Born in Ghana on the 28th of October 1865, Arthur Wharton moved to England aged 19, and excelled at basically every sport he tried.

Not content with being named the country’s fastest man in 1886, he became the first black professional footballer ever when he appeared for Rotherham Town in 1889.

Although predated by some of his amatuer contemporaries, Wharton helped pave the way for thousands of black professionals who came after him. Inducted into the English Football Hall of Fame in 2003, there’s even a statue of him at FIFA’s headquarters.

 

Dame Sharon White

Chairman of the John Lewis Partnership, and one of the country’s most successful businesswomen. 

Before her current position, the recently announced Dame worked in a variety of civil service roles, as well as being Chief Executive of media regulator Ofcom.

She was also the first black person, and the second woman, to become a Permanent Secretary at the Treasury.

 

Darcus Beese

The president and Chief Executive Officer of Island Records.

Beese has started the career of hundreds of artists, working with everyone from Amy Winehouse and Jessie J through to Taio Cruz and Dizzee Rascal.

Not only has he been described as ‘one of the great A&R people of his or any other generation’, he’s also helped give a platform to many other musicians, and made his way to the top of the music industry through his own hard work and determination.  

 

Mae Jemison 

Mae is an American engineer, physician and former NASA Astronaut.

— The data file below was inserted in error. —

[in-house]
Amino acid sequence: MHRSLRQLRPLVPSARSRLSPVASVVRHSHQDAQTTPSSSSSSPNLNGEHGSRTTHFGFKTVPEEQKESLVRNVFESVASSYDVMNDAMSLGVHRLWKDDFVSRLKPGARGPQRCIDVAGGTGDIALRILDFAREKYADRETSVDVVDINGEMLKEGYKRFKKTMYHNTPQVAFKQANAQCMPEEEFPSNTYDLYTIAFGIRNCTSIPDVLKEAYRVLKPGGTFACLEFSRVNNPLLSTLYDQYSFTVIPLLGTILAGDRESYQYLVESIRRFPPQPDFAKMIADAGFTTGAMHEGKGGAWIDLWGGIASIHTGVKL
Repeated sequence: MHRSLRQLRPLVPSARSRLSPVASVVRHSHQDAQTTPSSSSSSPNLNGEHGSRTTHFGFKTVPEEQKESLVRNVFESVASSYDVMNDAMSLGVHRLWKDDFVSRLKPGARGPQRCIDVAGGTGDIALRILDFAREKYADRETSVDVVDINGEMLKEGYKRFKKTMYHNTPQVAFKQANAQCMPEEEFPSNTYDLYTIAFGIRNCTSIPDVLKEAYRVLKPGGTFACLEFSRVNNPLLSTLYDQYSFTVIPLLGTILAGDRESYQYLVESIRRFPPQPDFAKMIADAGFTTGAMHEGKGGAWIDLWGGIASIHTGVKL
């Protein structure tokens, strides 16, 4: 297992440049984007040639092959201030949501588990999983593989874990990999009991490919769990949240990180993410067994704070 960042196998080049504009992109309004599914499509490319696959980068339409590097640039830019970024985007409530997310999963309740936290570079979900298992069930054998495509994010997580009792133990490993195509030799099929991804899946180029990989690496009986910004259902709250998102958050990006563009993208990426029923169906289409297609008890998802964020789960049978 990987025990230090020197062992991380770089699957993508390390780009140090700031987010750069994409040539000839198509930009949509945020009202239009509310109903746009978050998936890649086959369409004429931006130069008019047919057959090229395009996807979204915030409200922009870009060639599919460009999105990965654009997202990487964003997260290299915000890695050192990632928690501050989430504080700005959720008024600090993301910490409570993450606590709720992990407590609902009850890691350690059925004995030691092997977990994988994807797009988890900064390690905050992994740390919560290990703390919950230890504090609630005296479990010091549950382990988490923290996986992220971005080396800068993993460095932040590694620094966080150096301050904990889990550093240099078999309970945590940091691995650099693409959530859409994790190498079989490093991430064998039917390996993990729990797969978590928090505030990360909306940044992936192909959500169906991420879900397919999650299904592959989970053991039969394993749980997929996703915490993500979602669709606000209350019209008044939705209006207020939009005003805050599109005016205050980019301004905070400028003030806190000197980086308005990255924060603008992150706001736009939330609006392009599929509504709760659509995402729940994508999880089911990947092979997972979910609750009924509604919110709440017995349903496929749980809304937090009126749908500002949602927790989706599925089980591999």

In 1992, she became the first black woman to travel into space, aboard the Space Shuttle Endeavour. Following her historic flight, Jemison hoped that society would begin to recognise how much value both women and members of other minority groups can provide if given the opportunity.

She holds several honorary doctorates and has been inducted into the National Women’s Hall of Fame and the International Space Hall of Fame.

 

Paul Boateng

Alongside the likes of Bernie Grant and Diane Abbott, Boateng was one of the country’s first black MPs when he was elected to serve Brent South in 1987. 

In 2002 he was appointed as Chief Secretary to the Treasury, making him Britain’s first black member of the Cabinet. Widely hailed as a political trailblazer, Boateng himself has said: ‘My colour is part of me, but I do not choose to be defined by my colour.’

Fighting for civil rights causes throughout his career, his appointment has helped empower young black youths and inspire them to take an active interest in politics, and in their communities.

 

Anne-Marie Imafidon

A former child prodigy, there was little Anne-Marie Imafidon couldn’t do. She spoke six languages by age 10, was one of the youngest ever to complete her A Level in Computing (aged just 11), and earned a degree from Oxford by the time she was 20.

Hoping to inspire young women to pursue a career in STEM, she went on to co-found Stemettes – providing free events to the next generation of girls in Science, Technology, Engineering & Maths

She was made an MBE in 2017, in recognition of her contributions. 

 

Think there’s anyone we’ve missed? Tweet us @reedcouk, or let us know in the comments below.